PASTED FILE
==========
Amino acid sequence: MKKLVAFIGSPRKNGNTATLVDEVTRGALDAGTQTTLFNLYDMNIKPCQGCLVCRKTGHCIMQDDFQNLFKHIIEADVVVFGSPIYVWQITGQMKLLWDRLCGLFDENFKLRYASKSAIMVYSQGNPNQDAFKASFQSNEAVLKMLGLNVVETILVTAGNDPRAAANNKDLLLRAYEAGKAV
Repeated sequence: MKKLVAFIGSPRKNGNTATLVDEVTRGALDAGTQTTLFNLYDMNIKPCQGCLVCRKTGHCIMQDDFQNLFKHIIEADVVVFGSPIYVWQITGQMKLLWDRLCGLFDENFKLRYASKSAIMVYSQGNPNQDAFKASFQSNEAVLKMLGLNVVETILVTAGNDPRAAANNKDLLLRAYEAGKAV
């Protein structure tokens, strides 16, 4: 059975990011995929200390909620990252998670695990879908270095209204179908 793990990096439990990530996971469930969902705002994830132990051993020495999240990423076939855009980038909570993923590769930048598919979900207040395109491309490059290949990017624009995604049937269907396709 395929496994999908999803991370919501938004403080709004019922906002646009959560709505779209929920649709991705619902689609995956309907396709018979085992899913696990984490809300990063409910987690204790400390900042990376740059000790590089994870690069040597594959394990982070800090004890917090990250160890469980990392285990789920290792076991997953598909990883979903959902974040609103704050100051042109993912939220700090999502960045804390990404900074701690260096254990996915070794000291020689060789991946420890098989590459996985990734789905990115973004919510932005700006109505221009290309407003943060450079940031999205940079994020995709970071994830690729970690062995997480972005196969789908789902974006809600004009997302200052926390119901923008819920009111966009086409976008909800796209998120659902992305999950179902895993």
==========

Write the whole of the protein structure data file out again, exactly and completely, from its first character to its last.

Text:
Amino acid sequence: MKKLVAFIGSPRKNGNTATLVDEVTRGALDAGTQTTLFNLYDMNIKPCQGCLVCRKTGHCIMQDDFQNLFKHIIEADVVVFGSPIYVWQITGQMKLLWDRLCGLFDENFKLRYASKSAIMVYSQGNPNQDAFKASFQSNEAVLKMLGLNVVETILVTAGNDPRAAANNKDLLLRAYEAGKAV
Repeated sequence: MKKLVAFIGSPRKNGNTATLVDEVTRGALDAGTQTTLFNLYDMNIKPCQGCLVCRKTGHCIMQDDFQNLFKHIIEADVVVFGSPIYVWQITGQMKLLWDRLCGLFDENFKLRYASKSAIMVYSQGNPNQDAFKASFQSNEAVLKMLGLNVVETILVTAGNDPRAAANNKDLLLRAYEAGKAV
């Protein structure tokens, strides 16, 4: 059975990011995929200390909620990252998670695990879908270095209204179908 793990990096439990990530996971469930969902705002994830132990051993020495999240990423076939855009980038909570993923590769930048598919979900207040395109491309490059290949990017624009995604049937269907396709 395929496994999908999803991370919501938004403080709004019922906002646009959560709505779209929920649709991705619902689609995956309907396709018979085992899913696990984490809300990063409910987690204790400390900042990376740059000790590089994870690069040597594959394990982070800090004890917090990250160890469980990392285990789920290792076991997953598909990883979903959902974040609103704050100051042109993912939220700090999502960045804390990404900074701690260096254990996915070794000291020689060789991946420890098989590459996985990734789905990115973004919510932005700006109505221009290309407003943060450079940031999205940079994020995709970071994830690729970690062995997480972005196969789908789902974006809600004009997302200052926390119901923008819920009111966009086409976008909800796209998120659902992305999950179902895993």